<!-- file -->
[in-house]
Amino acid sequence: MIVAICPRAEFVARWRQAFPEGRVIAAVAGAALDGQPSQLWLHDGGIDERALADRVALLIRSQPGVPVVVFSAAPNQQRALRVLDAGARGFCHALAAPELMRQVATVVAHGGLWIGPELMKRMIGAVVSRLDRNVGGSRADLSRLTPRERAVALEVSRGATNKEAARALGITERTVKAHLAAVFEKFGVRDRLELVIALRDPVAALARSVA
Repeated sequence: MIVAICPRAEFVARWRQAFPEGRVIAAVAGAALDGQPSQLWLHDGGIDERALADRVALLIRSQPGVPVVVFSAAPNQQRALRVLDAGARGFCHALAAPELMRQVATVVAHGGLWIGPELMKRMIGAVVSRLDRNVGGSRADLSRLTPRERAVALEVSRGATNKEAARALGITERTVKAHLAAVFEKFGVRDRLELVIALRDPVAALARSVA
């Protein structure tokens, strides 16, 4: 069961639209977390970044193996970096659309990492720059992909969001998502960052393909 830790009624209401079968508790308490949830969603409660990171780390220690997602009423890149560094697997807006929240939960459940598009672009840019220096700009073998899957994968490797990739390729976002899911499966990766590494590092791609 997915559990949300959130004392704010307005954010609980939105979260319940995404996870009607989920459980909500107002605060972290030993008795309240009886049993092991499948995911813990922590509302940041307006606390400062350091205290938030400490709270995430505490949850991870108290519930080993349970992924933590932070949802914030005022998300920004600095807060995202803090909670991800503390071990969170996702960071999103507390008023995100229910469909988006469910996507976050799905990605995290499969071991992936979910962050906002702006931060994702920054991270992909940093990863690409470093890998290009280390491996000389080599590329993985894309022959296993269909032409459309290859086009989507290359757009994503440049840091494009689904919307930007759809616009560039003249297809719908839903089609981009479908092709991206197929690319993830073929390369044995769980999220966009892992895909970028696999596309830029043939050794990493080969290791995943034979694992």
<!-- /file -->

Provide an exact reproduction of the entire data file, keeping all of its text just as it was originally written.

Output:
[in-house]
Amino acid sequence: MIVAICPRAEFVARWRQAFPEGRVIAAVAGAALDGQPSQLWLHDGGIDERALADRVALLIRSQPGVPVVVFSAAPNQQRALRVLDAGARGFCHALAAPELMRQVATVVAHGGLWIGPELMKRMIGAVVSRLDRNVGGSRADLSRLTPRERAVALEVSRGATNKEAARALGITERTVKAHLAAVFEKFGVRDRLELVIALRDPVAALARSVA
Repeated sequence: MIVAICPRAEFVARWRQAFPEGRVIAAVAGAALDGQPSQLWLHDGGIDERALADRVALLIRSQPGVPVVVFSAAPNQQRALRVLDAGARGFCHALAAPELMRQVATVVAHGGLWIGPELMKRMIGAVVSRLDRNVGGSRADLSRLTPRERAVALEVSRGATNKEAARALGITERTVKAHLAAVFEKFGVRDRLELVIALRDPVAALARSVA
């Protein structure tokens, strides 16, 4: 069961639209977390970044193996970096659309990492720059992909969001998502960052393909 830790009624209401079968508790308490949830969603409660990171780390220690997602009423890149560094697997807006929240939960459940598009672009840019220096700009073998899957994968490797990739390729976002899911499966990766590494590092791609 997915559990949300959130004392704010307005954010609980939105979260319940995404996870009607989920459980909500107002605060972290030993008795309240009886049993092991499948995911813990922590509302940041307006606390400062350091205290938030400490709270995430505490949850991870108290519930080993349970992924933590932070949802914030005022998300920004600095807060995202803090909670991800503390071990969170996702960071999103507390008023995100229910469909988006469910996507976050799905990605995290499969071991992936979910962050906002702006931060994702920054991270992909940093990863690409470093890998290009280390491996000389080599590329993985894309022959296993269909032409459309290859086009989507290359757009994503440049840091494009689904919307930007759809616009560039003249297809719908839903089609981009479908092709991206197929690319993830073929390369044995769980999220966009892992895909970028696999596309830029043939050794990493080969290791995943034979694992």